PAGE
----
Reviews of Note

Feature |
April 10, 2017

Reviews of Note

  1. Barbara Geller, MD,
  2. Joel Yager, MD,
  3. Jonathan Silver, MD and
  4. Peter Roy-Byrne, MD

Obsessive-compulsive disorder; transition from unipolar to bipolar disorders; neuropsychiatric symptoms in multiple sclerosis; pharmacology for unipolar and bipolar disorders; low-intensity transcranial stimulation; adult ADHD; behavioral therapies added to buprenorphine; alcohol and suicide; inflammation in depression and in schizophrenia; harmless rare mutations

  1. Barbara Geller, MD,
  2. Joel Yager, MD,
  3. Jonathan Silver, MD and
  4. Peter Roy-Byrne, MD

In an occasional column, NEJM Journal Watch Psychiatry editors comment briefly on review articles.

New developments regarding obsessive-compulsive disorder. Selective serotonin reuptake inhibitors (SSRIs) and cognitive-behavioral therapy (CBT) have been the core treatments for obsessive-compulsive disorder (OCD) for over two decades. These authors review the evidence supporting these interventions and discuss important elements of efficacy (high dose and long duration for SSRIs; exposure for CBT).1 The article highlights modest developments during the last 5 years in diagnosis (e.g., the diagnosis of hoarding) and in understanding predictors of treatment response (e.g., OCD subtypes involving poor insight or tics). New studies support the efficacy of Internet-based CBT and adjunctive antipsychotic medications. Evidence is still limited for novel agents (riluzole, lamotrigine, N-acetylcysteine, memantine, and ondansetron; see NEJM JW Psychiatry Dec 2016 and J Clin Psychiatry 2016; 77:e1576) Neuromodulatory approaches (NEJM JW Psychiatry May 2017 and J Affect Disord 2017 Mar; 215:187) such as deep brain stimulation have promising evidence and may provide hope to those with treatment-resistant OCD.

Transitions from major depression to bipolar disorder. To study diagnostic changes in depressive and bipolar disorders, these authors conducted a systematic review and meta-analysis of 56 heterogeneous studies with ≥6 months of follow-up and using standardized diagnostic criteria.2 The authors estimate that 22% of patients with major depression followed for 12 to 18 years will develop bipolar disorder, most within the first 5 years of follow-up. Major predictors are family history of bipolar disorder, younger age at onset of depression, and the presence of psychotic symptoms. Patients presenting with these features bear close monitoring, and clinicians should consider prescribing mood stabilizers.

Neuropsychiatric comorbidities in multiple sclerosis. Patients with multiple sclerosis frequently develop neuropsychiatric disorders that impair quality of life and require treatment. These authors comprehensively review the literature on epidemiology, diagnosis, pathology, and treatment for depression, bipolar disorder, psychosis, anxiety disorders, substance misuse, and pseudobulbar affect.3 Missing from this review are fatigue and cognitive problems, both frequent neuropsychiatric symptoms in MS. Detailed tables of studies correlate structural brain imaging results to these disorders. When possible, recommendations, including for therapies, are based on research results. Appropriately, the authors suggest that SSRIs are the treatment of choice for pseudobulbar affect. However, they list phenytoin as an alternative treatment for steroid-induced mania, which is a questionable choice. This article is a valuable current resource for those treating patients with MS.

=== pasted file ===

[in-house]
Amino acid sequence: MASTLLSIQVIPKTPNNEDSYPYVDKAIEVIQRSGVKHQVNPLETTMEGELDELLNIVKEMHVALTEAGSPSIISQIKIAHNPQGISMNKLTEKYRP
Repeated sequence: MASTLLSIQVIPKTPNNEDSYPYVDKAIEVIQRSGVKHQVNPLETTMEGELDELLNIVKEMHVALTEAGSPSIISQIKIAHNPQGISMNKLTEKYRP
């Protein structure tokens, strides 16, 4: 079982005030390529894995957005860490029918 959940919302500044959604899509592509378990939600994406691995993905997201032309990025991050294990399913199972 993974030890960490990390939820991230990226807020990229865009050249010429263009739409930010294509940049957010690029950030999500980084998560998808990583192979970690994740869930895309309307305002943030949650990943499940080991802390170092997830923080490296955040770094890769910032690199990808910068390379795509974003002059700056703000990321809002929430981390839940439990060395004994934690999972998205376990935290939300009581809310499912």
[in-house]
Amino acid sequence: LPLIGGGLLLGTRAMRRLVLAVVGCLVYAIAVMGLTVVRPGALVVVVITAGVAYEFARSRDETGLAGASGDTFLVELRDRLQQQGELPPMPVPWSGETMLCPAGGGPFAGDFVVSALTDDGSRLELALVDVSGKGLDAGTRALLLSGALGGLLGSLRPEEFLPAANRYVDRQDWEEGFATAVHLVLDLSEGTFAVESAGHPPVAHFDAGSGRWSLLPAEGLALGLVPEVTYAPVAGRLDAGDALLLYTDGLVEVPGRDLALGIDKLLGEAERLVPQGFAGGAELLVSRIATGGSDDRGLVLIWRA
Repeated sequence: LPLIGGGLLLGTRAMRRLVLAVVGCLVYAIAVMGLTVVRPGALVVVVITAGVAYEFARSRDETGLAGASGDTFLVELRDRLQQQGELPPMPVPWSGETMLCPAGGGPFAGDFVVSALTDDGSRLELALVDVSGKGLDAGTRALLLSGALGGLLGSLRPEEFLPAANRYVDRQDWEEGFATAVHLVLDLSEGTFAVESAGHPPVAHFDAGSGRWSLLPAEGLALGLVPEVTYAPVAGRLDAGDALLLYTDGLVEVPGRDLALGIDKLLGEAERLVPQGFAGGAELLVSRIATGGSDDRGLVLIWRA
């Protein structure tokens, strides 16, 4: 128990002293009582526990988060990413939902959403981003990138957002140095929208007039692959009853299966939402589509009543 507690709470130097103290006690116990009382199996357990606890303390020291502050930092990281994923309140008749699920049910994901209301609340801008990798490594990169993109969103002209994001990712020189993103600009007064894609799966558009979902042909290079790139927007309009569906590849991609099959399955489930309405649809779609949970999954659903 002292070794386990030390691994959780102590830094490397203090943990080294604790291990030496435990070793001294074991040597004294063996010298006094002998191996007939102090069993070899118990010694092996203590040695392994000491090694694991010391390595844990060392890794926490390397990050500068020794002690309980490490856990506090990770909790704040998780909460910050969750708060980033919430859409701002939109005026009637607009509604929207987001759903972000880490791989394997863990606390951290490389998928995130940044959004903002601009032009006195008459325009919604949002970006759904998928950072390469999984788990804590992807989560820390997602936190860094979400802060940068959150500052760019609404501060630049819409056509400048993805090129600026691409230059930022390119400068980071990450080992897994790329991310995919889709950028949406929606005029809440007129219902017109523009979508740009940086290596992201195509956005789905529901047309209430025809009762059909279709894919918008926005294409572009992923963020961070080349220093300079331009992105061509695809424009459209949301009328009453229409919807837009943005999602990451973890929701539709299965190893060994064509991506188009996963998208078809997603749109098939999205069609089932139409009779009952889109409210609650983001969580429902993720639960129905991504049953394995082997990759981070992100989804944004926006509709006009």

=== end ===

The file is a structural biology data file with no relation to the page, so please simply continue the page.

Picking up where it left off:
Pharmacological frontiers for treating depression. The phrase “same-old, same-old” might characterize many antidepressant product launches of the past several decades; however, new psychopharmacological approaches promise exciting times ahead. This review discusses agents thought to modulate glutamatergic (ketamine, and beyond), cholinergic, and opioid systems.4 Other agents that might play therapeutic roles include anti-inflammatory agents, neurogenesis enhancers, neurokinin-1 modulators, and vasopressin antagonists.

Dopaminergic agents for bipolar depression. Successful treatment of bipolar depression remains controversial, complex, and often elusive. This systematic review and meta-analysis of nine randomized, controlled trials and four high-quality observational studies focuses on adjunctive dopaminergic agents (pramipexole, modafinil, and armodafinil, methylphenidate, and amphetamines).5 The four industry-sponsored studies were much larger than the others. No study involved treatment lasting more than 2 months. Additional studies and longer follow-ups are certainly necessary; still, the authors conclude that the available data show some promise for response and remission and, at least in the short run, no evidence for increased mood switches with these agents.

Current status of (transcranial) current stimulation. With the rise of clinical neurostimulation (encompassing electroconvulsive therapy, vagus nerve stimulation, repetitive transcranial magnetic stimulation, and deep brain stimulation), transcranial neurostimulation using low-intensity electric currents has become increasingly popular. These largely unregulated techniques have been increasingly advocated, especially by do-it-yourselfers and direct-to-consumer advertisers, for various psychiatric conditions (and nonclinical conditions, such as mood and cognitive enhancement and general well-being). A timely review examines randomized, controlled trials of transcranial direct current stimulation, cranial electrical stimulation, and vagus nerve stimulation for depressive episodes, schizophrenia, cognitive difficulties, and substance use disorders.6 The authors discuss basic electrophysiology, neurophysiology, and risks of these approaches. The studies, which generally have low-quality evidence, report positive therapeutic effects only for depressive disorders. Although better-quality evidence might be produced by the 450 studies on this topic found by the authors at, many questions remain unanswered regarding efficacy and harms.